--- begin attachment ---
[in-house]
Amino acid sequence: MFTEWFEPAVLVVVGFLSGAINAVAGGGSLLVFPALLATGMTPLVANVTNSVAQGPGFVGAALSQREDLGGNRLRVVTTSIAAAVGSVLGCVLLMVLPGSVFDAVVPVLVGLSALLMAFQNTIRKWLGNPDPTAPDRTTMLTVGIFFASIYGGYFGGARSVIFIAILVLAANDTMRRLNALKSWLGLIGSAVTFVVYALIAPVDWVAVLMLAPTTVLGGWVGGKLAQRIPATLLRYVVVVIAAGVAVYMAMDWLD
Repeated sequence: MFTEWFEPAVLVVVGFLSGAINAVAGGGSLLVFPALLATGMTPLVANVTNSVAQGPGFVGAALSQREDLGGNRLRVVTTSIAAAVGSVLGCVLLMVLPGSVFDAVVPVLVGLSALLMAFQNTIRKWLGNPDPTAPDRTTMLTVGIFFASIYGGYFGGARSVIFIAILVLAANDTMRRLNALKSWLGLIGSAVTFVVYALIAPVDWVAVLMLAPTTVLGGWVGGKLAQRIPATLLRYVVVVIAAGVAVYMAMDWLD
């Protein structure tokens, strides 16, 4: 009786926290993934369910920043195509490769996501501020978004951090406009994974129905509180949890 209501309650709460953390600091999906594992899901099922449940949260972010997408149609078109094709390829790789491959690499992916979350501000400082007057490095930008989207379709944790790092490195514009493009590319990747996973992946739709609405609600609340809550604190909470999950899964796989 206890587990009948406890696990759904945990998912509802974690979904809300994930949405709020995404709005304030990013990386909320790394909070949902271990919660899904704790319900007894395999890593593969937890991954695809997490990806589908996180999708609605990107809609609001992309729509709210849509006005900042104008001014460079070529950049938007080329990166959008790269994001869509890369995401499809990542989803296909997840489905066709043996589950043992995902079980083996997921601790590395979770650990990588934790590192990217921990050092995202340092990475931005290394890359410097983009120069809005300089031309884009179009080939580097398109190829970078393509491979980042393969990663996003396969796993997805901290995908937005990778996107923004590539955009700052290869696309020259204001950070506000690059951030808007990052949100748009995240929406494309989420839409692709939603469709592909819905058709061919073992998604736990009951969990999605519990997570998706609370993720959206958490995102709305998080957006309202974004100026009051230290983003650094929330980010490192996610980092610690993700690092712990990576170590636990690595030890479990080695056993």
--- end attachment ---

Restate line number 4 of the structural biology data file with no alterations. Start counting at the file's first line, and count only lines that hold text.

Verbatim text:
């Protein structure tokens, strides 16, 4: 009786926290993934369910920043195509490769996501501020978004951090406009994974129905509180949890 209501309650709460953390600091999906594992899901099922449940949260972010997408149609078109094709390829790789491959690499992916979350501000400082007057490095930008989207379709944790790092490195514009493009590319990747996973992946739709609405609600609340809550604190909470999950899964796989 206890587990009948406890696990759904945990998912509802974690979904809300994930949405709020995404709005304030990013990386909320790394909070949902271990919660899904704790319900007894395999890593593969937890991954695809997490990806589908996180999708609605990107809609609001992309729509709210849509006005900042104008001014460079070529950049938007080329990166959008790269994001869509890369995401499809990542989803296909997840489905066709043996589950043992995902079980083996997921601790590395979770650990990588934790590192990217921990050092995202340092990475931005290394890359410097983009120069809005300089031309884009179009080939580097398109190829970078393509491979980042393969990663996003396969796993997805901290995908937005990778996107923004590539955009700052290869696309020259204001950070506000690059951030808007990052949100748009995240929406494309989420839409692709939603469709592909819905058709061919073992998604736990009951969990999605519990997570998706609370993720959206958490995102709305998080957006309202974004100026009051230290983003650094929330980010490192996610980092610690993700690092712990990576170590636990690595030890479990080695056993």